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Friday, May 25, 2012

A Cultural and Social Cognitive Model of Differences in Acculturation Orientations, Alcohol Expectancies, and Alcohol-Related Risk Behaviors Among His

The present study used a cultural and social cognitive conceptual framework to investigate whether alcohol expectancies and valuations would mediate the associations between specific acculturation orientations and alcohol-related risk behaviors.

The sample comprised 1,527 Hispanic students attending colleges and universities in diverse regions of the United States. Respondents completed self-report measures of Hispanic and American cultural practices; alcohol expectancies and valuations; and self-reported frequency of hazardous alcohol use, binge drinking, sexual activity under the influence of alcohol, driving under the influence of alcohol, and riding with a drunk driver. Latent class analysis was used to classify participants into acculturation orientations.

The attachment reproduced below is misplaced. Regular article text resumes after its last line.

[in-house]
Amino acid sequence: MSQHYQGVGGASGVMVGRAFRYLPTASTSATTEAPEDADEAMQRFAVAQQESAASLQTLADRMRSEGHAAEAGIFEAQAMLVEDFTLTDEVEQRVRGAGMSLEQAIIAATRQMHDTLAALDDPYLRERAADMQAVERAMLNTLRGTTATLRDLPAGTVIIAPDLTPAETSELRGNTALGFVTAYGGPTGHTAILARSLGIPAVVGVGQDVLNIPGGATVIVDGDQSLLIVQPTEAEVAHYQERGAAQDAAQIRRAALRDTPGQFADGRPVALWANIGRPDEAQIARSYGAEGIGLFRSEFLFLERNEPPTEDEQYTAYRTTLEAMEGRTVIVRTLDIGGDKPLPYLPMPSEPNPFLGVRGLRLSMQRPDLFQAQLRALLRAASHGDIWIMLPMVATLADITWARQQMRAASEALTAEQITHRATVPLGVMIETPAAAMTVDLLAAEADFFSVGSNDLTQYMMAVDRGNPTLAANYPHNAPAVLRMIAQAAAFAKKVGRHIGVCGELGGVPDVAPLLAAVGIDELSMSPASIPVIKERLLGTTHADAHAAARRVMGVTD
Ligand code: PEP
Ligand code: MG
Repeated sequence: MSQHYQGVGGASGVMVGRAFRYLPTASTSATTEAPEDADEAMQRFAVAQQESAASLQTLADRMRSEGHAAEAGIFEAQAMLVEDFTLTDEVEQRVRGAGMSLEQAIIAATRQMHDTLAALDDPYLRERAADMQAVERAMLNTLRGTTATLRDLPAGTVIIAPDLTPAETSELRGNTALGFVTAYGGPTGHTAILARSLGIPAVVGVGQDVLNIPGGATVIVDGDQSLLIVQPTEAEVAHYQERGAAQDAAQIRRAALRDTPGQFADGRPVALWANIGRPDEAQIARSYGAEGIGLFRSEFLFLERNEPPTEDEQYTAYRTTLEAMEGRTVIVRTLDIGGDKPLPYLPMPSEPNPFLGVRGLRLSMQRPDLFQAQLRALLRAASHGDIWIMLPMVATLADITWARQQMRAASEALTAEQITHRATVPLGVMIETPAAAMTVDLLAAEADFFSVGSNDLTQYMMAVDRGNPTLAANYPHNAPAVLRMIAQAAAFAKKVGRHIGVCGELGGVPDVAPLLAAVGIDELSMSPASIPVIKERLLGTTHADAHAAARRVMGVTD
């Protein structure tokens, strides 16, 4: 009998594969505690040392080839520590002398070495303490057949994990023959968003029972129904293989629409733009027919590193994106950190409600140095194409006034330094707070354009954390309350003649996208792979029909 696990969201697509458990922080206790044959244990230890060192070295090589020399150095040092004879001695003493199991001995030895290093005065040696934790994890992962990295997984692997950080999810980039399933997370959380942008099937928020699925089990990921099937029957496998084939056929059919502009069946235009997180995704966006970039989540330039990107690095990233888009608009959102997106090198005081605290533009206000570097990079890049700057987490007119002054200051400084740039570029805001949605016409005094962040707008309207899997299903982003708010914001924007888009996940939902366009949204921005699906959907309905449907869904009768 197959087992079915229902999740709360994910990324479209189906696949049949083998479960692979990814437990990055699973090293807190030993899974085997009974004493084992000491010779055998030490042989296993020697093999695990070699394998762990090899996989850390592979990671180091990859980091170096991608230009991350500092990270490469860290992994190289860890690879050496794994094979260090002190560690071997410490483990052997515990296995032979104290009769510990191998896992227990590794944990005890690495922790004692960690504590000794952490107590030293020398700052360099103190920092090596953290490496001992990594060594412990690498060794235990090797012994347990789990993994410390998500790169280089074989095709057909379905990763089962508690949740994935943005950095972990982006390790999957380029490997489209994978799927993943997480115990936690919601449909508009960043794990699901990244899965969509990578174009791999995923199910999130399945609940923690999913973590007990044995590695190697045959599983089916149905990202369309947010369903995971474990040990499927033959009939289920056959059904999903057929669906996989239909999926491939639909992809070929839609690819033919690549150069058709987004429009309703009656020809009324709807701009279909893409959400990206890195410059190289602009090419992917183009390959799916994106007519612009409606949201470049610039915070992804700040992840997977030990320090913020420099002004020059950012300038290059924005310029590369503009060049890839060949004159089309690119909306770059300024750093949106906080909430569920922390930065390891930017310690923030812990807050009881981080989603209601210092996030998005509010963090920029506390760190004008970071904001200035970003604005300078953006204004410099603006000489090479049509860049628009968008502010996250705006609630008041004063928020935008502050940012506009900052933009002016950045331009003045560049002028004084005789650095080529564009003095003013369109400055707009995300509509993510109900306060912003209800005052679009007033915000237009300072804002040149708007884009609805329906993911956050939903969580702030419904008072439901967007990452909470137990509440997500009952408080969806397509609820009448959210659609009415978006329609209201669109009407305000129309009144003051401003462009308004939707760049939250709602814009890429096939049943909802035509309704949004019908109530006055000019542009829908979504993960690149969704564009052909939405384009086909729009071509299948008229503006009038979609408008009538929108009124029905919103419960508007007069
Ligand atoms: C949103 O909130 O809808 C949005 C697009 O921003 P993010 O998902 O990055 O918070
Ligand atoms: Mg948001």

Results indicated that acculturation orientations were differentially associated with alcohol-related risk outcomes, with separated bicultural and low bicultural orientations inversely related to all of the alcohol-related risk behaviors except for riding with a drunk driver. Negative expectancy valuations were positively associated with endorsement of binge drinking and drunk driving and negative expectancies were negatively associated with binge drinking, drunk driving, and riding with a drunk driver. With the exception of sexual activity under the influence of alcohol, the associations between acculturation orientations and alcohol-related risk behaviors were partially mediated by positive alcohol expectancies.

Our findings provided relevant data that are informative for preventing alcohol and related risk behaviors among Hispanic college students.

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